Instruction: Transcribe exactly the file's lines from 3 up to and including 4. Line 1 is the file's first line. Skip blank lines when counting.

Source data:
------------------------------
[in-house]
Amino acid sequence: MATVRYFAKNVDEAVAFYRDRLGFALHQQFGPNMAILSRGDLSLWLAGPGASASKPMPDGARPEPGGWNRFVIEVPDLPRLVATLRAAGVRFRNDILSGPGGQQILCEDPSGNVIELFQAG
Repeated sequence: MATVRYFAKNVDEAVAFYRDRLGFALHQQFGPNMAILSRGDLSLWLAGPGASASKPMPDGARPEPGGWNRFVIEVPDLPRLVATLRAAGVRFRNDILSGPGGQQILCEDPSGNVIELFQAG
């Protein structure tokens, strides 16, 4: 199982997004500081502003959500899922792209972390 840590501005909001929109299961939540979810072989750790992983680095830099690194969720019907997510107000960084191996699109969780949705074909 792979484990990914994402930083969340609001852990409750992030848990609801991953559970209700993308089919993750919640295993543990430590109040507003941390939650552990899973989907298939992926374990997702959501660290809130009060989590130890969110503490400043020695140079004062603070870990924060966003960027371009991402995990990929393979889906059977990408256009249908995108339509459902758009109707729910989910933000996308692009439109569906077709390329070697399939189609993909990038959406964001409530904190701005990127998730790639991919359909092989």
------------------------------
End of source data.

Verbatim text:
Repeated sequence: MATVRYFAKNVDEAVAFYRDRLGFALHQQFGPNMAILSRGDLSLWLAGPGASASKPMPDGARPEPGGWNRFVIEVPDLPRLVATLRAAGVRFRNDILSGPGGQQILCEDPSGNVIELFQAG
């Protein structure tokens, strides 16, 4: 199982997004500081502003959500899922792209972390 840590501005909001929109299961939540979810072989750790992983680095830099690194969720019907997510107000960084191996699109969780949705074909 792979484990990914994402930083969340609001852990409750992030848990609801991953559970209700993308089919993750919640295993543990430590109040507003941390939650552990899973989907298939992926374990997702959501660290809130009060989590130890969110503490400043020695140079004062603070870990924060966003960027371009991402995990990929393979889906059977990408256009249908995108339509459902758009109707729910989910933000996308692009439109569906077709390329070697399939189609993909990038959406964001409530904190701005990127998730790639991919359909092989």